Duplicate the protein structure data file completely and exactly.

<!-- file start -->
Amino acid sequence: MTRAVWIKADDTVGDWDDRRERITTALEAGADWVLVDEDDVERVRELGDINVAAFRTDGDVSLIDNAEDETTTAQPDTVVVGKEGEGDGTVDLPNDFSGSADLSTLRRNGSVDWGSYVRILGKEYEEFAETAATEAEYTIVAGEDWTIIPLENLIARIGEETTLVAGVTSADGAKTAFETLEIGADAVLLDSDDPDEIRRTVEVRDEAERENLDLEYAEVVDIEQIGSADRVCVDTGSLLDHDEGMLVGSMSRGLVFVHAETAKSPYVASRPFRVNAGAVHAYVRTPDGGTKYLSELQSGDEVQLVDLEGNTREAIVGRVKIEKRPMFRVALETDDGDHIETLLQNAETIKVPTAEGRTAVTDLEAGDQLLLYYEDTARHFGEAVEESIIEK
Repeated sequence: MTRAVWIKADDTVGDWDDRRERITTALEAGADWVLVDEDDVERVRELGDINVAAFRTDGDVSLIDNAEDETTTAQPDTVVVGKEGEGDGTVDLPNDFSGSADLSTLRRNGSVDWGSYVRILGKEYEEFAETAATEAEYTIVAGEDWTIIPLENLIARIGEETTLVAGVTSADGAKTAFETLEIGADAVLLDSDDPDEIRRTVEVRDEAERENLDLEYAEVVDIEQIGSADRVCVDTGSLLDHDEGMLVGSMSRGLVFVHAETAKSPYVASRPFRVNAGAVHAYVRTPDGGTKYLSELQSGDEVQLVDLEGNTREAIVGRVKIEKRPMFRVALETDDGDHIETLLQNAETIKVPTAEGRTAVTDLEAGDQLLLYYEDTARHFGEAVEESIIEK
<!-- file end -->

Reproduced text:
Amino acid sequence: MTRAVWIKADDTVGDWDDRRERITTALEAGADWVLVDEDDVERVRELGDINVAAFRTDGDVSLIDNAEDETTTAQPDTVVVGKEGEGDGTVDLPNDFSGSADLSTLRRNGSVDWGSYVRILGKEYEEFAETAATEAEYTIVAGEDWTIIPLENLIARIGEETTLVAGVTSADGAKTAFETLEIGADAVLLDSDDPDEIRRTVEVRDEAERENLDLEYAEVVDIEQIGSADRVCVDTGSLLDHDEGMLVGSMSRGLVFVHAETAKSPYVASRPFRVNAGAVHAYVRTPDGGTKYLSELQSGDEVQLVDLEGNTREAIVGRVKIEKRPMFRVALETDDGDHIETLLQNAETIKVPTAEGRTAVTDLEAGDQLLLYYEDTARHFGEAVEESIIEK
Repeated sequence: MTRAVWIKADDTVGDWDDRRERITTALEAGADWVLVDEDDVERVRELGDINVAAFRTDGDVSLIDNAEDETTTAQPDTVVVGKEGEGDGTVDLPNDFSGSADLSTLRRNGSVDWGSYVRILGKEYEEFAETAATEAEYTIVAGEDWTIIPLENLIARIGEETTLVAGVTSADGAKTAFETLEIGADAVLLDSDDPDEIRRTVEVRDEAERENLDLEYAEVVDIEQIGSADRVCVDTGSLLDHDEGMLVGSMSRGLVFVHAETAKSPYVASRPFRVNAGAVHAYVRTPDGGTKYLSELQSGDEVQLVDLEGNTREAIVGRVKIEKRPMFRVALETDDGDHIETLLQNAETIKVPTAEGRTAVTDLEAGDQLLLYYEDTARHFGEAVEESIIEK